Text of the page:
Jay W. Marks, MD, is a board-certified internist and gastroenterologist. He graduated from Yale University School of Medicine and trained in internal medicine and gastroenterology at UCLA/Cedars-Sinai Medical Center in Los Angeles.
Dr. Shiel received a Bachelor of Science degree with honors from the University of Notre Dame. There he was involved in research in radiation biology and received the Huisking Scholarship. After graduating from St. Louis University School of Medicine, he completed his Internal Medicine residency and Rheumatology fellowship at the University of California, Irvine. He is board-certified in Internal Medicine and Rheumatology.
How does the patient prepare for a barium enema, and how is it performed?
Any internal or external materials that make an
X-ray image less clear can interfere with the accuracy of a barium enema. Therefore, before undergoing a barium enema (lower GI), it is important to eliminate as much fecal material from the colon and rectum as is possible. Prior to the examination, a clear liquid diet and cleansing enemas often are used to empty the colon. Occasionally, further medications that evacuate the bowel may be necessary. External materials such as extra clothing, metallic devices, or jewelry are removed prior to the test. A radiologist (a doctor specializing in the use and interpretation of X-rays) and a radiology technologist work perform the procedure on the patient.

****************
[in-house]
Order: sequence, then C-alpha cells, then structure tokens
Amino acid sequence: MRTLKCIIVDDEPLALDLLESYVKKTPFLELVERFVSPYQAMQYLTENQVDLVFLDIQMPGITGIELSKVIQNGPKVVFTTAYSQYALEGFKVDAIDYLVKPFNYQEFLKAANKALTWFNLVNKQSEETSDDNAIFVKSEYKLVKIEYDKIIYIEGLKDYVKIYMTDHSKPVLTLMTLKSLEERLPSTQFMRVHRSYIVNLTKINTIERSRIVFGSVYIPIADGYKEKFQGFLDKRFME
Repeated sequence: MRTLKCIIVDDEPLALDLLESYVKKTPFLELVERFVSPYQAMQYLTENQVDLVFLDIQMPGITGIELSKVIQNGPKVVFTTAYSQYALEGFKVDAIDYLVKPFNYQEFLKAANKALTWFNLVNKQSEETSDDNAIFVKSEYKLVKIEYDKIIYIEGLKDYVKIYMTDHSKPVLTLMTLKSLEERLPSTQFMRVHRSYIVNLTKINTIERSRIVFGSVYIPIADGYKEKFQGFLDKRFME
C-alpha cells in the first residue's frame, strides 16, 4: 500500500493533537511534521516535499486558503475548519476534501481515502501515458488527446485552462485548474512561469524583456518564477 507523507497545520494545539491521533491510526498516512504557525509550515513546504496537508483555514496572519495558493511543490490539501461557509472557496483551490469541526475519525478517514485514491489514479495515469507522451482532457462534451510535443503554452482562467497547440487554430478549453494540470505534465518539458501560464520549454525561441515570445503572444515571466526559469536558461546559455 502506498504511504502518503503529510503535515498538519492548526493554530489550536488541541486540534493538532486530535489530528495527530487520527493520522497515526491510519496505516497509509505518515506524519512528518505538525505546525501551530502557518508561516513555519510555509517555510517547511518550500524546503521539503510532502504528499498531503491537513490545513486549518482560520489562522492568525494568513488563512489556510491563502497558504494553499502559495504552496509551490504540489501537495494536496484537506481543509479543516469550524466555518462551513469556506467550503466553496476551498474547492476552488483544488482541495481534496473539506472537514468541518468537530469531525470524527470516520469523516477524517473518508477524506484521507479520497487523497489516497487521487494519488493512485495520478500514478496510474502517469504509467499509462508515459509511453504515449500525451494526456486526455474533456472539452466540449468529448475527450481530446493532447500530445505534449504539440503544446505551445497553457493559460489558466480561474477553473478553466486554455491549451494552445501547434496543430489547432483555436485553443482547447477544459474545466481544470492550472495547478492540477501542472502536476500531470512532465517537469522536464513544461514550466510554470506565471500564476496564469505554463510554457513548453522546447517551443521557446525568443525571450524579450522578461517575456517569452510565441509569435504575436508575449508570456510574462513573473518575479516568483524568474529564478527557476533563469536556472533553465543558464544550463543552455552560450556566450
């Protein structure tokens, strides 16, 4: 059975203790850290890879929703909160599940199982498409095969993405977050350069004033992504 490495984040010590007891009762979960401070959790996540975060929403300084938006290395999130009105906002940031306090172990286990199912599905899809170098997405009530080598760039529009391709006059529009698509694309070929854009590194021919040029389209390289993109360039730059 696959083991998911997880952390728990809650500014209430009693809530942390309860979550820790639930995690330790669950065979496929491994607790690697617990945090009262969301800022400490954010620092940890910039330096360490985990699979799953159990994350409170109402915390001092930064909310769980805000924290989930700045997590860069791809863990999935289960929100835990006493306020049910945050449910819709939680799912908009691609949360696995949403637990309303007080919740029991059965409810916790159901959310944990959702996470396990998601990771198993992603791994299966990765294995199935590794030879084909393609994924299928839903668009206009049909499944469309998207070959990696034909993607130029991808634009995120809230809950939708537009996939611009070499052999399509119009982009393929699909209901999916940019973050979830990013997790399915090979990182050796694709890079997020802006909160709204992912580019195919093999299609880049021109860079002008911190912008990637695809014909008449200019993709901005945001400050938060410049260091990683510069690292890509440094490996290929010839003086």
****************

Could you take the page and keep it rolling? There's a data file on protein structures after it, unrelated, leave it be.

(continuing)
A barium enema involves filling the colon and rectum with a white liquid material (barium) through a catheter (tube) inserted into the rectum through the anus. It is normal during the procedure to feel some fullness or mild discomfort in the abdomen.
Subsequently, an X-ray machine is placed in front of the patient with X-ray film behind.
Images of the colon then are obtained by exposing the abdomen to the radiation. The contrast in density between the barium-filled colon and other structures of the abdomen are apparent on the
X-ray film and give an excellent outline of the colon.
The radiologist also will use a fluoroscope, an X-ray device on which the barium can be seen in motion flowing into the colon.
Further static images of the colon then are obtained on plain X-ray film or digital computerized image.
The barium then may be drained so that only a small amount of barium remains sticking to the lining of the colon, and air is infused into the colon to distend it.
Further X-rays then are taken which give more detail of colon's lining than the
X-rays of the barium-filled colon. This latter procedure is called a double contrast barium enema since both air and barium are used to provide the images. Polyps and small cancers are more readily found using this technique (called an air contrast barium enema).
A barium enema can take anywhere from fifteen minutes to an hour depending on the problem being studied and the particular anatomy of the patient's colon.